We find ourselves with quite a bit of free time these days. My weekdays are spent job-hunting, buying us more and more stuff (finally got a vacuum!) and generally exploring. Oh and cooking. I’ve been cooking a lot AND doing the dishes, a gravy train which I’ve warned Stan might end once I find gainful employment.

So a lot of weekends we become tourists. Last weekend we visited the South Australian Museum, which had lots of cool Aboriginal artifacts and some interesting taxidermy. This weekend, we decided to take a 20-minute drive to Hahndorf, an historic German town in the Adelaide Hills.

The fall colors are out, and the streets are lined with touristy shops and restaurants. We had a German lunch of several kinds of wursts (my vegetarianism has definitely transitioned into flexitarianism down here).

Hahndorf is also home to St. Michael’s Lutheran church, which is Australia’s oldest Lutheran church with an actively worshiping congregation.

Next we went to a nearby property called The Cedars. All we previously knew was that it was a gallery of some sort, but when we got there we learned a lot from the guided tour. It turns out The Cedars was the home of Hans Heysen, an iconic German-Australian artist who became famous for his depictions of the Australian bush, particularly gum trees. He also captures light really well.

Droving into the Light, via here

His work reminded Stan of Maynard Dixon, who painted the American west.

We toured the historic Heysen house, where Hans and his wife Sally lived with their eight kids. I love stuff like that. We were by far the youngest people there, proving that we’re retired senior citizens trapped in young bodies. The house was full of his original paintings, which were really cool to see. It was also “chock a block” full of antiques and Persian rugs, which I tried not to drool on. The house’s decor hasn’t been changed since the family lived there. The kids still have family functions in the house and stay over. Pity we couldn’t take indoor photography, because there were some killer window seats, sunrooms, and wood-inlay furniture pieces. You’ll just have to go there!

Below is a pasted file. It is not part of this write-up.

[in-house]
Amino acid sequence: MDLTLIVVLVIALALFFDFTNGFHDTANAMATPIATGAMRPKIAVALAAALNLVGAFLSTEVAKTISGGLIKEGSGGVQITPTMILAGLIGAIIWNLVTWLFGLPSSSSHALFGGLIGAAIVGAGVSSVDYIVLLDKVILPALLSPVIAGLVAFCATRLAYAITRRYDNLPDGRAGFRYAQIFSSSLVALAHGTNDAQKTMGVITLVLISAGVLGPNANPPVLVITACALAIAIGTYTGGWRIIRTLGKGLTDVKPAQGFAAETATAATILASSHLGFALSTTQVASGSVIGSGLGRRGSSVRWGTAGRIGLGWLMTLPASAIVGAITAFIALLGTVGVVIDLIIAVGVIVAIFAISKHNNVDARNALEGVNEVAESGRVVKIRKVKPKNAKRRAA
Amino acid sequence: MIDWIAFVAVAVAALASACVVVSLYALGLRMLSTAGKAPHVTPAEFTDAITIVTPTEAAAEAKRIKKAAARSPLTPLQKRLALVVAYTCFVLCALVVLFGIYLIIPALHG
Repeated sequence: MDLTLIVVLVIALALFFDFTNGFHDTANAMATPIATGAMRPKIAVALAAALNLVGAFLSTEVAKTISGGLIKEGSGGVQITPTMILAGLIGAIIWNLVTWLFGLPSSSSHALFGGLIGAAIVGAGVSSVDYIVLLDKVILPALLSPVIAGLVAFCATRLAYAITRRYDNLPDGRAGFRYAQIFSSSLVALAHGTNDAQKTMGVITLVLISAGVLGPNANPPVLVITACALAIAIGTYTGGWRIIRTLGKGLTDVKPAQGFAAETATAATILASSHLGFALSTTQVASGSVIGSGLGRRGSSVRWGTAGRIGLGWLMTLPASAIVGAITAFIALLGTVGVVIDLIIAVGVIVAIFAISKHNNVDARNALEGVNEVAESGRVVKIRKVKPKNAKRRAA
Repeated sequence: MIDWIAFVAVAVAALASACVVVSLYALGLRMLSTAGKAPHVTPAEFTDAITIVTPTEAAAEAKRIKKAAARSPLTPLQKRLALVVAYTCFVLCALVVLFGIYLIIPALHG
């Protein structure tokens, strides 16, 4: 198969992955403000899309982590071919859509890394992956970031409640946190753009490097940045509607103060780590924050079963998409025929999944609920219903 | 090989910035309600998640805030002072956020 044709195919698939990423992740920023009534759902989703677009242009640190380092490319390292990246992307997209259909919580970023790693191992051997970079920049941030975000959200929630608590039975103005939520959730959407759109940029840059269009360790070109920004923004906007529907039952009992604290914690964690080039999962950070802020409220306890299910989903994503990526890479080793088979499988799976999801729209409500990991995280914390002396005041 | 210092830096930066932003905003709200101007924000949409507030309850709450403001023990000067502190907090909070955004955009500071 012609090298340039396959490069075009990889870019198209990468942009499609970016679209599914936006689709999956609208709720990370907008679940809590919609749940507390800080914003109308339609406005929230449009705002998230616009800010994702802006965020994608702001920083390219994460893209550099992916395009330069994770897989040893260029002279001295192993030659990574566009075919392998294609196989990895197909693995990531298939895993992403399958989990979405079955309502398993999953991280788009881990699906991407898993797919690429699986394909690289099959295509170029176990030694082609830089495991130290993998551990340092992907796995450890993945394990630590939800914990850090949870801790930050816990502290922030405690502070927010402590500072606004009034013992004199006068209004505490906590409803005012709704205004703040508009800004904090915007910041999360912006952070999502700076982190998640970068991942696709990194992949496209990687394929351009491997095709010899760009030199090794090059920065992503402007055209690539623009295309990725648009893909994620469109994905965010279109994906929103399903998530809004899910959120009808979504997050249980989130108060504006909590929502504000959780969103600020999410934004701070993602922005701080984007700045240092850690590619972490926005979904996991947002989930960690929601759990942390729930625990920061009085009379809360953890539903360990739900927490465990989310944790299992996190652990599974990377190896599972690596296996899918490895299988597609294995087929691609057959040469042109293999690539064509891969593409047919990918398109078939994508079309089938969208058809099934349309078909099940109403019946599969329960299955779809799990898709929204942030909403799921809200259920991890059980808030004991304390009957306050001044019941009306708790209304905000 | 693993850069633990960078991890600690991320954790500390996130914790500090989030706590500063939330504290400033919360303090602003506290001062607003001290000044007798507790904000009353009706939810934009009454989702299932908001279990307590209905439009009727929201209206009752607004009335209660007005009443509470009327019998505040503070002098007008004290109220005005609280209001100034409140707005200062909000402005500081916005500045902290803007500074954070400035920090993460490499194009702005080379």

A funny anecdote was that the Heysens had Anna Pavlova, the famous ballerina, over for dinner once. She loved a still life that Hans had painted for Sally, and pestered him and pestered him all throughout dinner to let her buy it. At one point she even got out her checkbook, but Hans refused because he had painted it for his wife (um, cuuuuute!). He finally convinced her to put down a deposit for a commissioned piece, which she reluctantly did. He then painted her a still life that was very similar to the one she’d wanted so badly and sent it to her, but it was almost immediately returned with a note saying that if she couldn’t have the one she wanted, she didn’t want one at all. Can you say Prima Donna!

This is his studio, which cost 400 pounds to build back in the 19-teens.

The other side featured a huge etched glass window imported from France. His studio was also full of Persian rugs, which he freely painted over. There was not a single drop of paint on any of the rugs; he was a very tidy man. But they were well worn, and you can see the holes where his easels wore through.

Sculpture work abounds on the sprawling property as well. (The property is about 130 acres- he bought out his neighbors to preserve his beloved redgums.) This is made from railroad nails.

The Heysen Sculpture Biennial was also going on, and we got to watch the artists work.

Lastly, we got to see the Model A Ford and caravan that Hans Heysen used to take to the wilderness to paint.

Looks cozy!

Here he is painting in the Flinders Ranges. I love how he’s in his suit and hat. What a gentleman.

Image via here

Thanks for indulging my touristy posts. I have a project coming up, and it involves sandpaper, wood patch, and paint, so stay tuned!